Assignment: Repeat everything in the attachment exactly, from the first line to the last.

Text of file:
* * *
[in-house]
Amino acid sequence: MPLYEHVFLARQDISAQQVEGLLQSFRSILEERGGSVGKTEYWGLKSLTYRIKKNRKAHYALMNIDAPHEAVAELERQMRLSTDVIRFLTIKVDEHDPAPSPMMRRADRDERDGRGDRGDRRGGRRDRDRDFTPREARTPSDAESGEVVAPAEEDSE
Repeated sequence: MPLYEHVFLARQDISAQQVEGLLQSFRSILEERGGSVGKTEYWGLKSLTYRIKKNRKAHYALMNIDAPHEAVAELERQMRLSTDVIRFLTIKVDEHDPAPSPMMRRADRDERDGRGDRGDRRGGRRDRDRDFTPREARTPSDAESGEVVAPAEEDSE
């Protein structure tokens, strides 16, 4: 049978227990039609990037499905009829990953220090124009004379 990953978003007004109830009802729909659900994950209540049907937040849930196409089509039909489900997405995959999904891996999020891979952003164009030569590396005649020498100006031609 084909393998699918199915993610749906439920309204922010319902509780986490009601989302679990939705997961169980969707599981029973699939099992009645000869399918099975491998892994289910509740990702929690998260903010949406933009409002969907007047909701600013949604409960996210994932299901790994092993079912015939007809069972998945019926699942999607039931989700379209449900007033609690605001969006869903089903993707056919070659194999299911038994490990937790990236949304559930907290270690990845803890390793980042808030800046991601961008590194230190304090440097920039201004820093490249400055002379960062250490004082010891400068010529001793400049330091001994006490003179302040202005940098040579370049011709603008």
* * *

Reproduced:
[in-house]
Amino acid sequence: MPLYEHVFLARQDISAQQVEGLLQSFRSILEERGGSVGKTEYWGLKSLTYRIKKNRKAHYALMNIDAPHEAVAELERQMRLSTDVIRFLTIKVDEHDPAPSPMMRRADRDERDGRGDRGDRRGGRRDRDRDFTPREARTPSDAESGEVVAPAEEDSE
Repeated sequence: MPLYEHVFLARQDISAQQVEGLLQSFRSILEERGGSVGKTEYWGLKSLTYRIKKNRKAHYALMNIDAPHEAVAELERQMRLSTDVIRFLTIKVDEHDPAPSPMMRRADRDERDGRGDRGDRRGGRRDRDRDFTPREARTPSDAESGEVVAPAEEDSE
């Protein structure tokens, strides 16, 4: 049978227990039609990037499905009829990953220090124009004379 990953978003007004109830009802729909659900994950209540049907937040849930196409089509039909489900997405995959999904891996999020891979952003164009030569590396005649020498100006031609 084909393998699918199915993610749906439920309204922010319902509780986490009601989302679990939705997961169980969707599981029973699939099992009645000869399918099975491998892994289910509740990702929690998260903010949406933009409002969907007047909701600013949604409960996210994932299901790994092993079912015939007809069972998945019926699942999607039931989700379209449900007033609690605001969006869903089903993707056919070659194999299911038994490990937790990236949304559930907290270690990845803890390793980042808030800046991601961008590194230190304090440097920039201004820093490249400055002379960062250490004082010891400068010529001793400049330091001994006490003179302040202005940098040579370049011709603008």